Today the Rev the Hon Fred Nile, for the Christian Democrat Party, introduced a Bill to add “religious beliefs or religious activities” into NSW legislation as a prohibited ground of discrimination. The proposed Anti-Discrimination Amendment (Religious Freedoms) Bill 2018 will add new Parts 3B and 5A into the Anti-Discrimination Act 1977 (NSW) (“ADA”), making it unlawful in various areas to discriminate on the grounds of religion, or to subject religious bodies to a detriment. The proposals will also make it unlawful to penalise someone for holding views on marriage as the union of a man or a woman, or for holding the view that there are only two genders.
Should a Muslim woman who wears a face covering for religious reasons, be entitled to give evidence in court with her face covered? This important issue, which has been discussed in other common law jurisdictions, has now been considered in the NSW Court of Appeal, in Elzahed v State of New South Wales  NSWCA 103 (18 May 2018). The Court concluded that no error had been shown in a ruling by a trial judge, that Ms Elzahad was not entitled to keep her face covered while testifying.
This is a paper I presented recently at an evening considering issues around euthanasia and assisted dying: Euthanasia Paper May 2018. It presents reasons why changing the law in these areas is not a good idea in the interests of society at large and the vulnerable sick and elderly in particular.
For further material on this issue, see the excellent site “Health Professionals Say No“, which as well as providing a long list of health professionals who oppose euthanasia, also links to a set of resources for further study. And for a recent UK paper exploring the meaning of “dignity” in this context, see the report Dignity at the End of Life: What’s Beneath the Assisted Dying Debate? from the Theos Institute. (Thanks to Dr Megan Best for these extra resources.)
There is also an excellent recent piece here, “Physician-Assisted Suicide: Why Neutrality by Organized Medicine Is Neither Neutral Nor Appropriate” (2 May 2018, Journal of General Internal Medicine) arguing for health professionals to continue to actively oppose Physician Assisted Suicide.
These comments from the front page of the first website noted above summarise the issues very well:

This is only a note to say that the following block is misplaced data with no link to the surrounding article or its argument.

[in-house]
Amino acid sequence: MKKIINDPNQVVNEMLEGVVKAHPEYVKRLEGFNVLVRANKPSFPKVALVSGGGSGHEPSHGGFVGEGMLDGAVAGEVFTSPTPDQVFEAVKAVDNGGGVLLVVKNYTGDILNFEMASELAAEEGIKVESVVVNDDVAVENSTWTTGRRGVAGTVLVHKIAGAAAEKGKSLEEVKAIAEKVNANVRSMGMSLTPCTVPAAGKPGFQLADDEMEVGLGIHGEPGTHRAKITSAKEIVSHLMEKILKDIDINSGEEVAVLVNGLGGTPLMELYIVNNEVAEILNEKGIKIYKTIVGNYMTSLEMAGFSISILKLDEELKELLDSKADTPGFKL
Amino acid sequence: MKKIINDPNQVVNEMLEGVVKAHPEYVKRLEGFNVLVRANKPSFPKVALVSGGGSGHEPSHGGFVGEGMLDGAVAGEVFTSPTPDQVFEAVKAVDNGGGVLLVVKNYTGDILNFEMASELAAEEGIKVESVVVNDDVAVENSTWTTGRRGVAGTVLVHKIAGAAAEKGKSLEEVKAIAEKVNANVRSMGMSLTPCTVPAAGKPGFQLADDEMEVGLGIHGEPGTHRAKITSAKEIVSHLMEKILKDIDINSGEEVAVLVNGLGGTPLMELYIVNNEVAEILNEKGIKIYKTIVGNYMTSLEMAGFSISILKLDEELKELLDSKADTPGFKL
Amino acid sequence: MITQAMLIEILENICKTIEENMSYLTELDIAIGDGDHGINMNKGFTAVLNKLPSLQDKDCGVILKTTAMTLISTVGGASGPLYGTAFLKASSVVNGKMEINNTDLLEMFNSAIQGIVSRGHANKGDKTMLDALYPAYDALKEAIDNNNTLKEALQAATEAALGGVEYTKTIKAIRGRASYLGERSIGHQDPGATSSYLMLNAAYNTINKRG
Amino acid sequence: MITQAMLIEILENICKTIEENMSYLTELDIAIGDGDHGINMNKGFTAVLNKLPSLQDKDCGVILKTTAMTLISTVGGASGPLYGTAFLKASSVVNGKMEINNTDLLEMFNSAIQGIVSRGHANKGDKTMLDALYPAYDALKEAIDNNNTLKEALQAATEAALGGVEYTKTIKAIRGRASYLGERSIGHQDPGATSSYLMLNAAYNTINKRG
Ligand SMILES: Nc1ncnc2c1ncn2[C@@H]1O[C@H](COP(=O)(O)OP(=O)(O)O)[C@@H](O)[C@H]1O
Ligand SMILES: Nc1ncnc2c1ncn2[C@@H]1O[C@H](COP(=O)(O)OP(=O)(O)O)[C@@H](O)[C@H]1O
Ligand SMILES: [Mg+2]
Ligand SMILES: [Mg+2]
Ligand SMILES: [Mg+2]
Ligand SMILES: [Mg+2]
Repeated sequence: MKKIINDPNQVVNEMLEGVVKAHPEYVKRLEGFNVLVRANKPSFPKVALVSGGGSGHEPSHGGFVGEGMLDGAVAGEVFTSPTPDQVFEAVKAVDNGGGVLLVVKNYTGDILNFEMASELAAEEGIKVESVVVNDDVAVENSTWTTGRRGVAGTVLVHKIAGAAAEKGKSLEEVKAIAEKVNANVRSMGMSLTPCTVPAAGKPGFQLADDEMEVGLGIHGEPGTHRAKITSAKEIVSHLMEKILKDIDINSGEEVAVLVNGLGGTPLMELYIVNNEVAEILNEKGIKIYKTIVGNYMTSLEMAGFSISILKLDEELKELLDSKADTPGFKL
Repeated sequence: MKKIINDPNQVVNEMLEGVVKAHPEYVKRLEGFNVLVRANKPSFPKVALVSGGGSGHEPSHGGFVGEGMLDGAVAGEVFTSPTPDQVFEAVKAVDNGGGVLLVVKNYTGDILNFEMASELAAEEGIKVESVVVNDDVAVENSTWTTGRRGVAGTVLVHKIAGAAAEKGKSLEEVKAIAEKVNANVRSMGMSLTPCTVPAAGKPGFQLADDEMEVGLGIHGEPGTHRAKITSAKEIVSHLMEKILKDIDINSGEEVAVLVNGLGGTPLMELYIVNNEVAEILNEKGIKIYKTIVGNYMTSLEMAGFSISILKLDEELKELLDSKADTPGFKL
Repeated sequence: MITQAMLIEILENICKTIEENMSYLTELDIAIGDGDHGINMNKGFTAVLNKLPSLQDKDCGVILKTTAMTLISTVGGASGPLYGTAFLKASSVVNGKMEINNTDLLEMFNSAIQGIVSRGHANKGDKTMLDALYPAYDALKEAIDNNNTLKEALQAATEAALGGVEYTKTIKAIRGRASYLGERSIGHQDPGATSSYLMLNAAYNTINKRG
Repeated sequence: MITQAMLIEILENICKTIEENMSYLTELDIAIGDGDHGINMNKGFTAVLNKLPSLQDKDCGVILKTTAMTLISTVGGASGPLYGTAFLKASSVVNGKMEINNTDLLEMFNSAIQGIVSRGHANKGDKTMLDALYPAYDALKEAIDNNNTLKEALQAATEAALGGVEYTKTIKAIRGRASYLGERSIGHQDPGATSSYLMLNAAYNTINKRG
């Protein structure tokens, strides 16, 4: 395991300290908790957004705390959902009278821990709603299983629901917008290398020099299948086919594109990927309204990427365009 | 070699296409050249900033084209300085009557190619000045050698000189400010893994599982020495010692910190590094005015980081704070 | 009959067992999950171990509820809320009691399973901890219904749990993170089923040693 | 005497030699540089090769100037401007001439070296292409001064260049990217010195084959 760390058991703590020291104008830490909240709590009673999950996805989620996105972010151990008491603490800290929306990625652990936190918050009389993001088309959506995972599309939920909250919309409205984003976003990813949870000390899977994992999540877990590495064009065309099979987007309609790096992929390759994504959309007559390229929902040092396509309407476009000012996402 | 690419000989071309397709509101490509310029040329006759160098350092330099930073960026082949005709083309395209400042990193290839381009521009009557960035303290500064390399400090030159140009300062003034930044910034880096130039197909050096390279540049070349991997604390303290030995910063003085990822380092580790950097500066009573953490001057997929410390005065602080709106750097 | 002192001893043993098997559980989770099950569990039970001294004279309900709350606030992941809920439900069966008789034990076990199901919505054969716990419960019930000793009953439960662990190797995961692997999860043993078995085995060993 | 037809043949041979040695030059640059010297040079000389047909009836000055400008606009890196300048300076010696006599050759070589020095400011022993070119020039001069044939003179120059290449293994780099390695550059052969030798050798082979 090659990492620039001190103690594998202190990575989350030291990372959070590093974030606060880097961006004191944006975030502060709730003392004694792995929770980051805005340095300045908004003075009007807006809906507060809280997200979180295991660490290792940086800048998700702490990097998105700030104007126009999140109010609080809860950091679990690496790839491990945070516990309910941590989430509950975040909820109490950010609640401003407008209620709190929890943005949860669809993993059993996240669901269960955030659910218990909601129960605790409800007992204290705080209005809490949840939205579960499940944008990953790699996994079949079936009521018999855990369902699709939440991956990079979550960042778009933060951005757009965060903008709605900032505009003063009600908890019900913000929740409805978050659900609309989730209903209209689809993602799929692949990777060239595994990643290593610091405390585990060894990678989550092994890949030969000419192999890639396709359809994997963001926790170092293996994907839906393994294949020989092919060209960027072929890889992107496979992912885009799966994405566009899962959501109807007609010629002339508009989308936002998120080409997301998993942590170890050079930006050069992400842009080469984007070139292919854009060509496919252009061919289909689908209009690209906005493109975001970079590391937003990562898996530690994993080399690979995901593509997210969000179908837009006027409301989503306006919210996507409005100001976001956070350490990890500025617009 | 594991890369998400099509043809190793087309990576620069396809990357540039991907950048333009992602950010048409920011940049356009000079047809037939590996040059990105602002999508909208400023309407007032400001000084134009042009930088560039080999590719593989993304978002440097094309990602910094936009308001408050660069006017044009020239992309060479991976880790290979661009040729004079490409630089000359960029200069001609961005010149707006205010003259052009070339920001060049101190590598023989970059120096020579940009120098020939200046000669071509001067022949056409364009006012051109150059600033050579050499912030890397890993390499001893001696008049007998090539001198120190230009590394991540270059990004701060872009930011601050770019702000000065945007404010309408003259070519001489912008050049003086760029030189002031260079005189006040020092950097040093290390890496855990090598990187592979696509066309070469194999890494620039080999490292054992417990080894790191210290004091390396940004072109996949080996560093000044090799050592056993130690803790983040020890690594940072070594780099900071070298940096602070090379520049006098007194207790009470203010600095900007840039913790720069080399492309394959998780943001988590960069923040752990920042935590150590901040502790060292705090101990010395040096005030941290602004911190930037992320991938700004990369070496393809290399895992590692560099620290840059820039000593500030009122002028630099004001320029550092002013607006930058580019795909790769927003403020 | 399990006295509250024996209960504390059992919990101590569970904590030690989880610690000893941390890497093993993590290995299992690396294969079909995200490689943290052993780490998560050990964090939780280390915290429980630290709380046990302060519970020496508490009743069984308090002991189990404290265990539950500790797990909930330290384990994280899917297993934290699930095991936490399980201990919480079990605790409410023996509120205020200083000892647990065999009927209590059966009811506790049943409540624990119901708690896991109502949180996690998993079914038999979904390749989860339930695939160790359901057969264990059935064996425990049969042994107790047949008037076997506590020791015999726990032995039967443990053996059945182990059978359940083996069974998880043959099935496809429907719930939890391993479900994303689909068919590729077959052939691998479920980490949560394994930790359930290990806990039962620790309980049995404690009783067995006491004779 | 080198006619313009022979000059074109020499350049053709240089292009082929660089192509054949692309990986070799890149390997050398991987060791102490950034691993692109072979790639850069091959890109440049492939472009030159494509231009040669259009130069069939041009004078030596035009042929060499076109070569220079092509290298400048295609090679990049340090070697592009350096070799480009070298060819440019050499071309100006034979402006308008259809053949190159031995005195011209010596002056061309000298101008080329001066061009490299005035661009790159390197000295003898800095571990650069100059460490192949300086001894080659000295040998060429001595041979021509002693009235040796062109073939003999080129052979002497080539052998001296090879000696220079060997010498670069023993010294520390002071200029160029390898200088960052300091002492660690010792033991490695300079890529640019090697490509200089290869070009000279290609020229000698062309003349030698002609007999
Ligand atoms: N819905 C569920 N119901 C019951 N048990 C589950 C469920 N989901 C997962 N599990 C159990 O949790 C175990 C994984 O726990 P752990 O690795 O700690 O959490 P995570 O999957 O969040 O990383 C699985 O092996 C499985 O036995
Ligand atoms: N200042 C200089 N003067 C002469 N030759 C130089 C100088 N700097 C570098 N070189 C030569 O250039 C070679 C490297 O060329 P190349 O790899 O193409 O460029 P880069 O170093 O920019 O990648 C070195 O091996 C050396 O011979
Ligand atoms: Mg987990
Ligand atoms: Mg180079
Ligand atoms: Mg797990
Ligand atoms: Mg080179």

We believe that crossing the line to intentionally assist a person to suicide would fundamentally weaken the doctor-patient relationship, which is based on trust and respect. The power of the clinician/patient relationship cannot be over-estimated. It is proven the desire to die diminishes dramatically when appropriate care and support is provided.
We are especially concerned with protecting vulnerable people who can feel they have become a burden to others, and are committed to supporting those who find their own life situations a heavy burden. We believe such laws would undermine the public perception of the dignity and value of human life in all its different stages and conditions. There is strong evidence to the inherent lack of safety and proven abuses where physician assisted suicide and euthanasia laws exist.
Government focus should be on the compassionate and equitable provision of Social Services, Health Care and Palliative Care toward maintaining and protecting the dignity and lives of those with illness, age or disablement. There is still much to be done to address social, medical and mental health inequity and in our society.
Doctors and Healthcare Professionals are not necessary for the legalisation or practice of assisted suicide. Their involvement is being sought only to provide a cloak of medical legitimacy. Doctors, nurses and allied health professionals focus should be on saving lives and providing real care and support for those who are suffering.